Our little one four years old.

 

Four years old and I can’t help but wonder, how often, in that short space of time, have I said, “It’ll be easier when…” As working parents, we go from house to car to work to car to house. Never ending regular routines and schedules that can’t be diverged from for fear of being late or losing control of the weekday madness and falling into a never-ending trap of rushing, panicking and losing precious time.

 

It’ll be easier when she can walk, when she can talk, when she can put her own coat on. It’ll always be easier when independence grows, I thought. But it’s never truly easy and the endless rushing from day to day is simply hard. As a working parent, that hot cup of tea, those adult conversations and the quiet as I commute to the office is not a prize for working. It’s a reminder that I made it out the door with or without stress. But surely someday “It’ll be easier when…”

 

She was five months old when I went back to work and I threw myself head first into a full working week. And there I have remained since. She was a happy baby with a perfect routine that rarely veered off course. She went with the flow of our daily grind and happily nestled in with Great Aunt as we worked our days away.

 

She loved her finger food and by eight months old she was happily nibbling away. Meals became fun and messy. Bottles were few and far between. And she could hold a spoon, haphazardly but she held it. All the while, I would say “It’ll be easier when…” Had I known how easy I had it, perhaps I wouldn’t have said it so much. I was not to know that toddlers were picky eaters who would gladly live on tomato pasta and beans for eternity while we worried about nutrition and vitamins. That I would constantly be giving her water and encouraging her to drink for fear of dehydration. But wouldn’t it be easier when meals were proper and full and she would graciously eat every spoonful by herself?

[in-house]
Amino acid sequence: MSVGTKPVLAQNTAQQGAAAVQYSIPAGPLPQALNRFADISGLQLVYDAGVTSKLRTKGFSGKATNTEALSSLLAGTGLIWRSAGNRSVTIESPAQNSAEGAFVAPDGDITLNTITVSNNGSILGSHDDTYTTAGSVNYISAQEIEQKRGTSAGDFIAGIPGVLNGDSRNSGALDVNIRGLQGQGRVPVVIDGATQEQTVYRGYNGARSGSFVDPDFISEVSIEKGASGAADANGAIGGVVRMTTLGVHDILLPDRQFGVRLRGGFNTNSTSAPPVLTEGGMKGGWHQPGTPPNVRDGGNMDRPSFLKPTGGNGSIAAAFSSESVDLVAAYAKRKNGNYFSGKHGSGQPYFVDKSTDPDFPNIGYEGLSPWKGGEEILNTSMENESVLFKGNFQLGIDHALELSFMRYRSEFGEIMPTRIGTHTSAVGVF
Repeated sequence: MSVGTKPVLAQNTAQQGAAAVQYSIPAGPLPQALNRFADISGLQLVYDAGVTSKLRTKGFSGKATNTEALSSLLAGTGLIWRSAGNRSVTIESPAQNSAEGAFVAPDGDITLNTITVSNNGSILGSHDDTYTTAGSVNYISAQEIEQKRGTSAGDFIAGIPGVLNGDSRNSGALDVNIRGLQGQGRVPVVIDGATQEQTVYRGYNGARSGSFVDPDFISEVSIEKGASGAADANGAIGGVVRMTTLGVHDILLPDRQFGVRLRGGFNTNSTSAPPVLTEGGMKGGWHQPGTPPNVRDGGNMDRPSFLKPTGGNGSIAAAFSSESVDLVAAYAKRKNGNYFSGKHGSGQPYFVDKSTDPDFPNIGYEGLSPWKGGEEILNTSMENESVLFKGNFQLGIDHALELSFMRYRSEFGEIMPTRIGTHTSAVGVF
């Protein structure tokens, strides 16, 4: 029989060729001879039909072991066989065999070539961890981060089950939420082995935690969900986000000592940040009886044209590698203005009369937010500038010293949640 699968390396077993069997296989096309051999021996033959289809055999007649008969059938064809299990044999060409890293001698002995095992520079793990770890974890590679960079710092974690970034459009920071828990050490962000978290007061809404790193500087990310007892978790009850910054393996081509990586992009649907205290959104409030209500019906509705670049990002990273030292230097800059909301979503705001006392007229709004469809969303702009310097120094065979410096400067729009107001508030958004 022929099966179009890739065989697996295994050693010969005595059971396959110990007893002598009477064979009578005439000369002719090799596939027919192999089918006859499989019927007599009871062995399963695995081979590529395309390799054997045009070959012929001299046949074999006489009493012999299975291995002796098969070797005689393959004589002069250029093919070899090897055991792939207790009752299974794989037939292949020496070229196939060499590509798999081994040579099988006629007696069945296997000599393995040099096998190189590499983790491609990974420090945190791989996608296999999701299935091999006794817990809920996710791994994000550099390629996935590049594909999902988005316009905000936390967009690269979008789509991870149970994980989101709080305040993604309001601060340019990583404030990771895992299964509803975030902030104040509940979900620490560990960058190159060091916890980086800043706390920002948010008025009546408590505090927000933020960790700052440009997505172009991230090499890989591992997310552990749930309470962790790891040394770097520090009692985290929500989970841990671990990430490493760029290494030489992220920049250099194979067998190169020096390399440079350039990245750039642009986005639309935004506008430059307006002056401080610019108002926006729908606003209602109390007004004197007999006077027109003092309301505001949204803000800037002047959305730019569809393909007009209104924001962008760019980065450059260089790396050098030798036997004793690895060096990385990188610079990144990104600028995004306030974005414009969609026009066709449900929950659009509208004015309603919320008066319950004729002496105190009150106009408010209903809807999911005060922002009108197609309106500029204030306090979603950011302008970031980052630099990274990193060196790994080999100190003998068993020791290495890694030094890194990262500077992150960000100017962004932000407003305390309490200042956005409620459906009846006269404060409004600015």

She started crawling and schooching around at nine months old and walking properly with wobbles around her first birthday. And again I reiterated “It’ll be easier when…” Not knowing that running toddlers fell more than they slept and gathered bruises like stickers. That walking meant exploring and everything valuable or breakable would be hidden away up high to gather dust. “It’ll be easier when” of course rang through my mind before I realised that bookcases make the perfect ladders and all toddlers are expert climbers… they’re not.

 

Soon, she was chatting and choosing. Deciding what she wanted to eat, drink, play with, without me interjecting or changing her mind. She would choose the dress she wanted to wear with her bright pink wellies and her paw patrol umbrella. Her independence was becoming paramount as she skipped on past her second birthday and learnt “No” and “I want that one” as I would say “It’ll be easier when…” Little did I know that baby giggles would be replaced with tantrums and determined personalities. Little did I know that a battle of wills would be a daily occurrence as we are both strong fierce women.

 

 

But it’s all ok because “It’ll be easier when…”

 

There are days I feel as though I am rushing my baby to grow up. “I can’t wait until she can walk, for when she’s talking in full sentences and when she can dress herself.” And suddenly, there she is, grown up, independent, and choosing someone else instead of me. Four years old and closer to going to school than being the baby who nestled in my arms, so small and fragile.

 

Our baby has grown up and had I let go of “It’ll be easier when…” I’d have realised that it’s always been easy. Easy to watch and learn as my baby held a keen eye and soaked everything up. Easy to remember that the baby days can be long and tiring but they are short and sweet. Easy to see that the toddler, who climbs your back and pokes your ribs as you desperately try to make dinner after a long day at work, is learning and thriving and happy.

 

No, I’m not saying that when I look back on life that the last four years have been easy, because lord knows they haven’t been. But I should have stopped for a moment and realised that no matter how much easier I thought life would be as our child grows up, life will always throw us challenges. Every day we are learning, as parents, how to keep the days going.

 

Four years ago this parenting journey started. A journey I am loving. A journey I never want to end. It’ll be easier when I realise that parenting is not easy but it’s very rewarding in all of its mad and stressful days.

Geraldine Walsh
Geraldine is Momma Bear to two girls, A who is three and D who was born in May this year.
She writes an Award Winning parent blog called Over Heaven's Hill where she is uncovering the wonderful world of being mum.
Since becoming a parent, Geraldine has discovered she has changed and is trying to find herself in this journey of motherhood, through the good days and the bad days. 
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